We know that much of our flooding is caused by the swelling of ground water from our sewers. A mid-summer thunderstorm or an occasional nor’easter proves this each year. “Walling off” the city off could potentially provide much more dire consequences.

Instead of looking for sound bites, the administration should be looking at real solutions grounded on the upcoming evaluations of FEMA and other qualified agencies. At the very least, the mayor should be engaging in dialogue with our neighboring communities.

8 Responses

  1. Civic66 says:

    The storm walls will not be the answer to Hoboken’s persistent flooding problem, but a lot of people (including elected officials) are complaining without offering any sort of alternative solutions. We can’t undo the over-development of the Hoboken, so how do we move forward from here to alleviate the flooding issue? Upgrade the sewer system? Build more wet weather pumps? Something has to be done.

  2. YouStayCl@ssyHoboken says:

    It’s about time for an update to the City’s master plan, will be interesting to see if there is a shift in priorities and the ‘top 10′ list of citizens’ concerns vs. 10 years ago.

    • joey maxim says:

      Historical records show that Hoboken was below sea level the past 500 years..The Dutch bought the swamp land for cloth 12 kettles 6 guns two blankets and half barrel of beer to the Lenape native americans ..did better than the 24 dollars for manhatten.It’s also recorded that the dutch used lenape heads for soccer balls in their games. they delt with the floods then/ up to the malcontents that want the square mile raised a few feet. it is what it is..All this comes from the historical musium..Where the projects now stand was a swamp land and soccer field where goats use to roam and boot leggers shot it out. The key is that it is what it is.water seeks it’s level..Pity anyone that is conned by realestate to purchase condos on the north west side of hoboken..None of this occured in soho or tribecia and nyc is a bit shabby in regard to sea level..pray for better days.and saftey of life and property..remember it’s ones choice to relocate here. 😕 [quote comment=”219896″]It’s about time for an update to the City’s master plan, will be interesting to see if there is a shift in priorities and the ‘top 10′ list of citizens’ concerns vs. 10 years ago.[/quote]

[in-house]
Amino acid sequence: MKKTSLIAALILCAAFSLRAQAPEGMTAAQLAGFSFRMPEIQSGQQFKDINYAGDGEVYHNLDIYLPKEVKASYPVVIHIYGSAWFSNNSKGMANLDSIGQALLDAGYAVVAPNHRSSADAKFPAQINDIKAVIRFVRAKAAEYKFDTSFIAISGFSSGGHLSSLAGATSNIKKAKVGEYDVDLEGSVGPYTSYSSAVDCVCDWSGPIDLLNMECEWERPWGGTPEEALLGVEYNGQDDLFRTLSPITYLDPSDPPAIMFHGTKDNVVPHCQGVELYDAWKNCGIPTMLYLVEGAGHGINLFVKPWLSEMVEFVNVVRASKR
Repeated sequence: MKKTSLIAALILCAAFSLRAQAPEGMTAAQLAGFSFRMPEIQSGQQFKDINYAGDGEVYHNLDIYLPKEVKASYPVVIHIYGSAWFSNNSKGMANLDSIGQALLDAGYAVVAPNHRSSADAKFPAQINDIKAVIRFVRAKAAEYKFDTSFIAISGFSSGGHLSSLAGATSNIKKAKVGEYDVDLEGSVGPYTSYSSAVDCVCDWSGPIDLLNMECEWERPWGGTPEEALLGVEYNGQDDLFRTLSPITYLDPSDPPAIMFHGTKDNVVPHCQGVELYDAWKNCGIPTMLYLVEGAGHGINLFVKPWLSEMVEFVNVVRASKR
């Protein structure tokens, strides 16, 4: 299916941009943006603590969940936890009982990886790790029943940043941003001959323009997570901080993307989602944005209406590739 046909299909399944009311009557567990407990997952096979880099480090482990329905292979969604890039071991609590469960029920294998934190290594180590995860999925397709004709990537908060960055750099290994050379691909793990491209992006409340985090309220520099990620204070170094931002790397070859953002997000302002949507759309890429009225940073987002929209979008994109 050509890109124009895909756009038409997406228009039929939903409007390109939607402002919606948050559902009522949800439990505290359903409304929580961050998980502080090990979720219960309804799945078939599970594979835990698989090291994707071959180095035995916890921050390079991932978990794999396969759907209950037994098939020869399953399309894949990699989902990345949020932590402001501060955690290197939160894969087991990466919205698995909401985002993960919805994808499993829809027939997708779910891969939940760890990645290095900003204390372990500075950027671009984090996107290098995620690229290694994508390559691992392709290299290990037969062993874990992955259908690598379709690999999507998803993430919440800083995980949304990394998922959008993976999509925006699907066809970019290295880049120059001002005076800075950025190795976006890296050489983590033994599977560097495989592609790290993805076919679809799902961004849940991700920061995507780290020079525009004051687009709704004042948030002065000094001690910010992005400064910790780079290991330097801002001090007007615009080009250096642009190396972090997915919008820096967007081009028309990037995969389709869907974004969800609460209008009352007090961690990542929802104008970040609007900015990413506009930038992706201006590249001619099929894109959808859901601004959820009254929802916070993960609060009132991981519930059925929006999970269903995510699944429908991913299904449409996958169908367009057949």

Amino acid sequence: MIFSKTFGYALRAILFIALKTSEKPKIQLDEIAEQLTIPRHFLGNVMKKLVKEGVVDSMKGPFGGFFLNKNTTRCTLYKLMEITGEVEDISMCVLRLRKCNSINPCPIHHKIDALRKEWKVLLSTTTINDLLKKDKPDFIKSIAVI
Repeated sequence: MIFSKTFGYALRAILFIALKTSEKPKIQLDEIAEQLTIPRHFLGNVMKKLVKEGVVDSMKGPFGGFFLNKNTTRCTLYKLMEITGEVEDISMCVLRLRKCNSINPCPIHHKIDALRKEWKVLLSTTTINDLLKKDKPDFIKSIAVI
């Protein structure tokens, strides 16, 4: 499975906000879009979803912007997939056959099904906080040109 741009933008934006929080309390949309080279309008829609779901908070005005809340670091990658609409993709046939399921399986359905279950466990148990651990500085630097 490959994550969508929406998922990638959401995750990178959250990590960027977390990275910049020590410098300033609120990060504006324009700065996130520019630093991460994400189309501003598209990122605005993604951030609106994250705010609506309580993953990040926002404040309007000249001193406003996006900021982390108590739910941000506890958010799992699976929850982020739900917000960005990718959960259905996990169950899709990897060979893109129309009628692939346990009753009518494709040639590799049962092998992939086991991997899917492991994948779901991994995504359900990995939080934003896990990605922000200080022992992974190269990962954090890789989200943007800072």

3. BklynHobo says:

    I’m sorry, but I can’t take any adult seriously that doesn’t know the difference between affects and effects.

    • joey maxim says:

      bklyn ..reality is not taking any comment serious..The naysayers make it politics .for the